Black

Best Uncommons

Black goes deeper than this at Uncommon with stuff like Foul Play and Necrosynthesis. There are so many Uncommons that are likely to make the cut in most decks. The most striking thing is all of the value stuff. As long as your opponent is losing life and things is dying, you get more and more ahead. Black is looking as versatile as ever, offering cards which support controlling or more aggressive strategies. Let’s see what it has to offer at Common:

Best Commons

Well, the removal here is amazing. I could take or leave the creatures but Olivia’s Midnight Ambush and Eaten Alive are going to be very early picks for me. I picked out Morkrut Behemoth as it represents a way to derive value from Decayed tokens. It seems likely these tokens will accumulate on the board in many games and it will be important to have payoffs for them. There are better ones to be sure, but a 7/6 Menace for 5 doesn’t seem bad to me.

Black is my favorite color in Innistrad: Midnight Hunt, and how could it have gone any other way?

Red

Best Uncommons

Red is pretty stacked as well, offering a few great removal spells (I would straight up consider Lunar Frenzy a Fireball) and some quality creatures. As I mentioned earlier, the UR Instant/Sorcery deck has a ton of support and looks pretty intriguing to me. BR is also looking to continue its dominance into MID if players are able to assemble enough good Vampires. Maybe there are some more at Common?

Best Commons

The creatures here aren’t anything special but serviceable options especially in decks which prioritize their respective effects. Red does come in with some great burn spells at Common. Moonrager’s Slash is the most essential, but Burn the Accused also does a lot, shutting down Disturb creatures while hitting the opponent and triggering any relevant synergies as well. Immolation may Shock some players with how effective it is too.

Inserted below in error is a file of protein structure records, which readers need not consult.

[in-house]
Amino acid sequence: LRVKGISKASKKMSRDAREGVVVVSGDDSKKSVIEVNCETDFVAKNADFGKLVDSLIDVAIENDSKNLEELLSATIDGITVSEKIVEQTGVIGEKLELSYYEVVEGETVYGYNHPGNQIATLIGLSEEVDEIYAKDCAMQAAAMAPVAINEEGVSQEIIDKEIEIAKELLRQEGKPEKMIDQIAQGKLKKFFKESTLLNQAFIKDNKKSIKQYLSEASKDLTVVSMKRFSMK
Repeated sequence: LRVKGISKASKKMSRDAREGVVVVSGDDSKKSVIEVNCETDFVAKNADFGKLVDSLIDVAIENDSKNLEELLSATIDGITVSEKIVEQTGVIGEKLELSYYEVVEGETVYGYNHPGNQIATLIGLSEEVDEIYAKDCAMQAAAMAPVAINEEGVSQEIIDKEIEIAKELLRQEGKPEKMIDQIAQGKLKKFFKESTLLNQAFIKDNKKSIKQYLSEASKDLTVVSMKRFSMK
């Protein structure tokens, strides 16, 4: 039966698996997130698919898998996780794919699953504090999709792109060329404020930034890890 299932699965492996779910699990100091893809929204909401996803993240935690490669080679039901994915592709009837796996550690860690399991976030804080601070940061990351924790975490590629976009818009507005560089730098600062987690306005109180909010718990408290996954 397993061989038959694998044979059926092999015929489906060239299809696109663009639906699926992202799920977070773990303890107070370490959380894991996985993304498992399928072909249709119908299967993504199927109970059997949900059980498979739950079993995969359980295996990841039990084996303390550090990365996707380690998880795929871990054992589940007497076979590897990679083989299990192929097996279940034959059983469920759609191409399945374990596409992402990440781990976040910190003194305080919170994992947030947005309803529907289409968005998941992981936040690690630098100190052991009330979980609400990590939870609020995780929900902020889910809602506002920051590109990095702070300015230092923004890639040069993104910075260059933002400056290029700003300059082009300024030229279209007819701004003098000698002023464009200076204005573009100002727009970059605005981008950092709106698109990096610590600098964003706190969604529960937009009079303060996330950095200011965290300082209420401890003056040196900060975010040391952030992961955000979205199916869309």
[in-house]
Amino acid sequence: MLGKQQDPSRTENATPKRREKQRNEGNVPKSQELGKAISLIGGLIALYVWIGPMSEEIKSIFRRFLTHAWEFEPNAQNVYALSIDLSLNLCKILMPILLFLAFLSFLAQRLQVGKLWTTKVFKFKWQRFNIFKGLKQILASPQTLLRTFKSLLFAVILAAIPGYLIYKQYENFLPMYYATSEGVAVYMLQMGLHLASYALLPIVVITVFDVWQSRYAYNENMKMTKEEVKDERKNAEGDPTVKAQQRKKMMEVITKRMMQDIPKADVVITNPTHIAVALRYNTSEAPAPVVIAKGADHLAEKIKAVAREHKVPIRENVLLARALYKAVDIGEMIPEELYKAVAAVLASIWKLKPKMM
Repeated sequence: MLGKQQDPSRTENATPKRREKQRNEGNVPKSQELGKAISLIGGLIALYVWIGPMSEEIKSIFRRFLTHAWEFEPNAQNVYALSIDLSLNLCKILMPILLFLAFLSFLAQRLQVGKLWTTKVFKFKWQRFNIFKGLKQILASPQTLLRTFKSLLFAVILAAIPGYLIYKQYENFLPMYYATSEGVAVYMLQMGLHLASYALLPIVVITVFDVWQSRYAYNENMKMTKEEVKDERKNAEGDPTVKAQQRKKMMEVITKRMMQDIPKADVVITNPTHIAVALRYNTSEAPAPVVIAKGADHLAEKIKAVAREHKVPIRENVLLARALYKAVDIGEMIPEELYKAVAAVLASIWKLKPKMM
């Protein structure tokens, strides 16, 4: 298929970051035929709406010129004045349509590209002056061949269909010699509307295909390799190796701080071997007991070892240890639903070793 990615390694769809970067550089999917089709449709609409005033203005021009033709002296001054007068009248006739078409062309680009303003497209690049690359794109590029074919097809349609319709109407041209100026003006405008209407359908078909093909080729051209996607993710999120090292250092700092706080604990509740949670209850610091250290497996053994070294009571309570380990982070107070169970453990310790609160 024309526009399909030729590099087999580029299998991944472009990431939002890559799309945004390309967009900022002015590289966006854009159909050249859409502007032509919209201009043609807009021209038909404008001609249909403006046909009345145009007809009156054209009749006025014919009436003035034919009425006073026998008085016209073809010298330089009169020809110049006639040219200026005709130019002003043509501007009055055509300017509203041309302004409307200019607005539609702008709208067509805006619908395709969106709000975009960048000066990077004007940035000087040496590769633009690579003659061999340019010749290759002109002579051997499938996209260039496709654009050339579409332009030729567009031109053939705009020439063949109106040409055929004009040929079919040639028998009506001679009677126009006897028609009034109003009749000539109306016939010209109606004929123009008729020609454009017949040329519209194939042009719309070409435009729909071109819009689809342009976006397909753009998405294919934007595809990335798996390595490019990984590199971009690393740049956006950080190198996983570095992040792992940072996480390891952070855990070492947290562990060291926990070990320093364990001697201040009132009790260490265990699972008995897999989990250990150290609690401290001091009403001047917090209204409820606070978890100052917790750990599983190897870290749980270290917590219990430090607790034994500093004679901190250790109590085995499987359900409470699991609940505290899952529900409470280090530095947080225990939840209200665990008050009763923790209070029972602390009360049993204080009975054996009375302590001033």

Red is looking like a great option in MID. The removal suite is excellent and I could see it supporting any color pair. It does feel a little unfocused, maybe since it has such disparate support for different archetypes. I still see plenty of strong playable cards to compliment any deck, but I am not sure Red will always be the star of the show as it was in AFR.

Green

Best Uncommons

Green has got some Creatures here, damn. It is definitely the most contingent on the Day/Night mechanic, but there is enough quality stuff here to be good regardless. I am already excited to draft this color, but before I jump to conclusions let’s see what to expect out of its commons.

Best Commons

Not too bad at all. The creature focus here is evident, but there are a couple serviceable removal options. I already really liked playing Feral Invocation and Howl of the Hunt also lets you surprise untap. It is going to be easy to fight stuff when you have commons like Shadowbeast Sighting and Candlelit Cavalry. I do think Green is going to be highly susceptible to blowouts against Black and Red instant-speed removal, but the raw efficiency of its creatures are going to be tough to deny.

I am most excited about Green-White Aggro, and think that will be an archetype to be reckoned with. White has the lower part of the curve covered, while Green provides excellent options for the top. Some strong Coven cards could be the kicker.

When it comes to ranking the colors I would put Black at the top and perhaps Blue at the bottom. Not really sure how to sort the other three at the moment. I think it may prove helpful to examine each 2-color archetype and see how these different colors will work together in this set.

Archetypes of Innistrad: Midnight Hunt

Now that we have seen all of the key cards for each color it seems appropriate to take a peek at the signpost multicolor Uncommon spells to get a feel for the 2-color archetypes. For each I have identified the major theme and the deck strategy most conducive to the color pair. Not to say some decks won’t break the mold (especially UB), but overall I have placed each pair into one of four categories:

  • Aggro: These decks will tend to lean aggressive, prioritizing 2-drops and cheap removal in a bid to get underneath greedier deck types.
  • Midrange Aggro: These are creature decks with a higher curve, looking to outclass pure Aggro decks with more efficient creatures but still present multiple threats to punish durdly decks.
  • Midrange Value: These decks look to capitalize on specific synergies and accrue advantages over the course of the game.